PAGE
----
Mozilla Kills Firefox OS for Smartphones, Eyes Connected IoT Devices
Mozilla has given up on Firefox OS -- its ill-fated challenge to Apple's iOS and Google's Android mobile platforms -- to instead focus on connected devices "bringing the power of the Web to IoT."
After foreshadowing the news last December, Mozilla provided official details in a post today, basically admitting the Apple/Google duopoly was too tough to crack. "The circumstances of multiple established operating systems and app ecosystems meant that we were playing catch-up, and the conditions were not there for Mozilla to win on commercial smartphones," Mozilla said.
The nascent Internet of Things (IoT) market, however, is more wide open, with plenty of room for open source champion Mozilla to provide product innovation with its community-driven, collaborative approach.
"Obviously, these decisions are substantial," Mozilla said. "The main reason they are being made is to ensure we are focusing our energies and resources on bringing the power of the Web to IoT. And let's remember why we're doing this: we're entering this exciting, fragmented space to ensure users have choice through interoperable, open solutions, and for us to act as their advocates for data privacy and security."
Mozilla said the Connected Devices team already has a few products that have passed the first hurdle in the product pipeline -- such as SmartTV -- with more on tap. "Having multiple different product innovations in development will be the approach moving forward, and we're hoping to open up the formal process to non-staff participation in the first half of the year," the organization said.
Mozilla will end development efforts on Firefox OS for smartphones -- launched in 2012 -- after the version 2.6 release, and as of March 29, its Marketplace will no longer accept Android, desktop and tablet apps, with a cutoff date for accepting Firefox OS apps yet to be determined.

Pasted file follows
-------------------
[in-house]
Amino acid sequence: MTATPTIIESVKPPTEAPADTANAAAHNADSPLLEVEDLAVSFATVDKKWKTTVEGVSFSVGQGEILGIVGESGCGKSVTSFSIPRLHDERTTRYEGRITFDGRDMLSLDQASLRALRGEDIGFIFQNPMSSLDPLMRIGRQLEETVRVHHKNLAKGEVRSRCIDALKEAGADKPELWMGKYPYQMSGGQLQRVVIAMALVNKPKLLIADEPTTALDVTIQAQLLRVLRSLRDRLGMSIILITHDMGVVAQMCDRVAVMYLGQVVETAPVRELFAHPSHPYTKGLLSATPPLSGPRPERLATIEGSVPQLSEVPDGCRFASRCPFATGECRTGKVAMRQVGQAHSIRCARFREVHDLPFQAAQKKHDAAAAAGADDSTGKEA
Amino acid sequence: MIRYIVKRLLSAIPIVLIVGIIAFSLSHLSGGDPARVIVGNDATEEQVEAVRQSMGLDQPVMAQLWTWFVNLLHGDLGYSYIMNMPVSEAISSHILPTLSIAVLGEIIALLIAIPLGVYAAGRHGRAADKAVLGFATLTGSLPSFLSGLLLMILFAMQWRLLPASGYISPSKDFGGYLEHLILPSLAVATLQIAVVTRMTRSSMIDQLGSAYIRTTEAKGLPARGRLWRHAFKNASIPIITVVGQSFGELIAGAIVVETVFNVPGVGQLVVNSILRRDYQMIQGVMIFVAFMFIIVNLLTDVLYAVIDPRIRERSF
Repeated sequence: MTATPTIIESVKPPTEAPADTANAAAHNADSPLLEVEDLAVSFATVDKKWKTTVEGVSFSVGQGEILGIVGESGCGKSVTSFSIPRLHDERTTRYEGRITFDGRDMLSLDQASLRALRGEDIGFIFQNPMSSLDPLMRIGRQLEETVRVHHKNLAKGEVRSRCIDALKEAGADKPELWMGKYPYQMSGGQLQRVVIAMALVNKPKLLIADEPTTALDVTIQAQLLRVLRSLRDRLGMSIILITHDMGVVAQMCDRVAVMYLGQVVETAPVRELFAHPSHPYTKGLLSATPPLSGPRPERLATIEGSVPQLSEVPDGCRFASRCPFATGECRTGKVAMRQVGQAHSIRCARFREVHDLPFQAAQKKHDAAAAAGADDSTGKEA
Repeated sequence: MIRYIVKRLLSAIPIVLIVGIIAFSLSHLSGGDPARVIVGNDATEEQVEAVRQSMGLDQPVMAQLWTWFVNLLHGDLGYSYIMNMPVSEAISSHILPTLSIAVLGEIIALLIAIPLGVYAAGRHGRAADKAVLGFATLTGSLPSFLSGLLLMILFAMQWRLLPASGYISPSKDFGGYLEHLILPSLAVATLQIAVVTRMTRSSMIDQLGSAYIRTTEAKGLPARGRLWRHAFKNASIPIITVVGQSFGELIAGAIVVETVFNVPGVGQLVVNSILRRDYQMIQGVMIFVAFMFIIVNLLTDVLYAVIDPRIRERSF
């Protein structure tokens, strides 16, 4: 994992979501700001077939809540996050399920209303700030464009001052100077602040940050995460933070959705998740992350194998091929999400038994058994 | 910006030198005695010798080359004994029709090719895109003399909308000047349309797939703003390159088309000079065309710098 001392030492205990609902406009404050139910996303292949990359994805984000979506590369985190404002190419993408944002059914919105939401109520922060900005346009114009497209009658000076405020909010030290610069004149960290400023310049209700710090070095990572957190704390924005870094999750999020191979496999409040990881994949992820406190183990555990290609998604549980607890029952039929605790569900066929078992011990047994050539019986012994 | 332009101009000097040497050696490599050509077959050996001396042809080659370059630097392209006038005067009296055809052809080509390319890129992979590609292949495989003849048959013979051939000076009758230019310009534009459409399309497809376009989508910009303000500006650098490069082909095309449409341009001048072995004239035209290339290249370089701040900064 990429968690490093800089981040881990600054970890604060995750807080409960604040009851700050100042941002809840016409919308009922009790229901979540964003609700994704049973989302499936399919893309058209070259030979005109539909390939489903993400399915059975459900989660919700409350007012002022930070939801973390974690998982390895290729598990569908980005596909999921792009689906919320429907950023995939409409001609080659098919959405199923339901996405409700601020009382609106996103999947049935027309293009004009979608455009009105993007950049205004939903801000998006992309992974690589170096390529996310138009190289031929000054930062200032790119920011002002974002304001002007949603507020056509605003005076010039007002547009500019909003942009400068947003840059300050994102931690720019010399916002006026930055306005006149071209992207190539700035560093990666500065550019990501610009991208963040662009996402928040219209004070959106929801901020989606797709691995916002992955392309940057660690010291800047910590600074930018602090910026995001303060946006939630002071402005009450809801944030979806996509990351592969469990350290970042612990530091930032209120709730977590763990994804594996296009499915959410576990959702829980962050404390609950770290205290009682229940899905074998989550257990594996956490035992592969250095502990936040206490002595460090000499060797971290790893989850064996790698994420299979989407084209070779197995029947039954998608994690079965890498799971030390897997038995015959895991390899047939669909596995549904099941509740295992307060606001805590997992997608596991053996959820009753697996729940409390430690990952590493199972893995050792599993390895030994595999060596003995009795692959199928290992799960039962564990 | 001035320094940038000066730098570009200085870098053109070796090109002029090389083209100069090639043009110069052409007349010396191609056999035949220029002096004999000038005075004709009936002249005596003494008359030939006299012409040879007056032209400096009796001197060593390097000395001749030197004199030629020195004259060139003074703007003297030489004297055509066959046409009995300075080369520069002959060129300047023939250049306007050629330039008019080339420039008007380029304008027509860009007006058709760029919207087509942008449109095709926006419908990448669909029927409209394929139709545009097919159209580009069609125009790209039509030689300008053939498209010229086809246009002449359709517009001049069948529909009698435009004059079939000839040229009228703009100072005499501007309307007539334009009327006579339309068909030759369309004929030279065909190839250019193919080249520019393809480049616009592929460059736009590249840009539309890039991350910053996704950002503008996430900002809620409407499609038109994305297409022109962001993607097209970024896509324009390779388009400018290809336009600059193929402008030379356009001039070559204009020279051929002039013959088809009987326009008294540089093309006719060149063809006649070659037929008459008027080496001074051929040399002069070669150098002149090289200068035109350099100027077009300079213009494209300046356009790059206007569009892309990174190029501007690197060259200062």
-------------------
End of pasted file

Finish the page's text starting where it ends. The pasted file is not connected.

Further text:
One program that will continue is what Mozilla calls foxfooding -- a take on "dogfooding" (eating one's own dog food, or using one's own products) -- wherein community members provide insights, ideas and testing of products.
That program will now turn its attention to connected devices.
"The possibilities, freedom and potential of the connected devices space make it particularly exciting," Mozilla said. "We want to empower as many people as possible to get involved! A full participation program is in the design phase and will be rolled out in the months ahead."
The announcement was derided by some, including one commenter who wrote:
I am really extremely disappointed at with this decision and the rationale behind it. I don't think the decision makers involved in this understand what Firefox OS and WebRT and its WebAPIs are to Mozillians and the developer community. It may have failed to gain traction with end-users, the carrier/OEM partnerships might not have worked the way we wanted, but if there is one group that was not complaining about our system and was actually quite happy fiddling with it was Web developers, Mozillians and hackers. Now, we've just sidelined them.
Feelings were mixed among commenters on Hacker News. One said Firefox OS for smartphones was a proof of concept rather than a real product. Others said it was doomed from the start. Another expressed optimism it will continue as an open source project supported by the community, if not Mozilla:
Despite Mozilla dropping development on it, FirefoxOS is still not 'dead.' Open source things only die when no one has interest in them any more. AFAIK Firefox OS is still the most open mobile operating system. Firefox OS will still be useful as long as people keep making apps for it (and again, apps are basically Web pages, so even if it's not distributed on the marketplace, people can still [save] Web pages to homescreen), and it will be useful as long as people want to use it. It is already viable open source mobile OS. I am grateful to Mozilla for taking the time to make it.
David Ramel is the editor of Visual Studio Magazine.